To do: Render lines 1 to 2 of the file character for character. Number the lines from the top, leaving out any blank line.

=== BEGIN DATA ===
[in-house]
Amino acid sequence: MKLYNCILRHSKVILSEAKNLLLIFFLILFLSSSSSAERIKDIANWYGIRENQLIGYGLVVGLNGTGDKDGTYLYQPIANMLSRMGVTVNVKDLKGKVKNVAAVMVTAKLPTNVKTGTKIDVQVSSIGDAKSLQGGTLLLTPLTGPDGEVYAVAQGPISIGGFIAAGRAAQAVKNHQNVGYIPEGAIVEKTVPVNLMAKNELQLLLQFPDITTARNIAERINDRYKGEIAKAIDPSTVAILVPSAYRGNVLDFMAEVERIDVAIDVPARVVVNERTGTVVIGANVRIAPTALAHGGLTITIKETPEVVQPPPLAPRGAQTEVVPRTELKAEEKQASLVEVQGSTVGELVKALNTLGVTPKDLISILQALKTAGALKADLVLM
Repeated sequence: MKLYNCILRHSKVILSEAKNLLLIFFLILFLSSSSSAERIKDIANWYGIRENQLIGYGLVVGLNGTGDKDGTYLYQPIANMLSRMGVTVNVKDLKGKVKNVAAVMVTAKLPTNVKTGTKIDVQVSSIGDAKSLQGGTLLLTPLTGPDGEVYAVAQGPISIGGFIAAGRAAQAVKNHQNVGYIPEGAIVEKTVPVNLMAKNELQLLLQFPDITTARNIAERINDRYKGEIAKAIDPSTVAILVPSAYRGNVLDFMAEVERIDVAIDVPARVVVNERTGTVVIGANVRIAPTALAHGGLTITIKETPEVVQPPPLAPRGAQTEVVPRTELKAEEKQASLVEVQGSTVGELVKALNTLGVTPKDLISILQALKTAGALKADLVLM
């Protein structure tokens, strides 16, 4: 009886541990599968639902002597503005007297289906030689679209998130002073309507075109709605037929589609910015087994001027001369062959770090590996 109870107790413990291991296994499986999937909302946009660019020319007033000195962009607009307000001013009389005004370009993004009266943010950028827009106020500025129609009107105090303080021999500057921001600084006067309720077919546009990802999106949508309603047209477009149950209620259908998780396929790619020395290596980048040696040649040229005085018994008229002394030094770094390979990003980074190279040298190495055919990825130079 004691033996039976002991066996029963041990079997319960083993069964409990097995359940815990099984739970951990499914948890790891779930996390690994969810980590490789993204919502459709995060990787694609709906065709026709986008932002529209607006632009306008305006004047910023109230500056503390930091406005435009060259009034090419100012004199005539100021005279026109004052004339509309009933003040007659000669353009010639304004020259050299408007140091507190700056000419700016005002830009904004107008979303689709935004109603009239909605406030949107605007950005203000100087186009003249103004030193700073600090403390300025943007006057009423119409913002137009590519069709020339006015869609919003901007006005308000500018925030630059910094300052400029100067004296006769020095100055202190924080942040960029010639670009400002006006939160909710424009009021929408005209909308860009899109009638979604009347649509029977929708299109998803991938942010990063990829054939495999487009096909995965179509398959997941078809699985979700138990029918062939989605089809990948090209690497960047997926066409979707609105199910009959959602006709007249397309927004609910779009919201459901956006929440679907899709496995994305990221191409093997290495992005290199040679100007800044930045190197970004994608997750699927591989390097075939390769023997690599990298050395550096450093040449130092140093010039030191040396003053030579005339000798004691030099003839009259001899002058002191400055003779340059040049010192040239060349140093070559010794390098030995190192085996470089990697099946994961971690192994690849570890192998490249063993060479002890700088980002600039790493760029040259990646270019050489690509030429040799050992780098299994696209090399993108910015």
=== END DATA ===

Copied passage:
[in-house]
Amino acid sequence: MKLYNCILRHSKVILSEAKNLLLIFFLILFLSSSSSAERIKDIANWYGIRENQLIGYGLVVGLNGTGDKDGTYLYQPIANMLSRMGVTVNVKDLKGKVKNVAAVMVTAKLPTNVKTGTKIDVQVSSIGDAKSLQGGTLLLTPLTGPDGEVYAVAQGPISIGGFIAAGRAAQAVKNHQNVGYIPEGAIVEKTVPVNLMAKNELQLLLQFPDITTARNIAERINDRYKGEIAKAIDPSTVAILVPSAYRGNVLDFMAEVERIDVAIDVPARVVVNERTGTVVIGANVRIAPTALAHGGLTITIKETPEVVQPPPLAPRGAQTEVVPRTELKAEEKQASLVEVQGSTVGELVKALNTLGVTPKDLISILQALKTAGALKADLVLM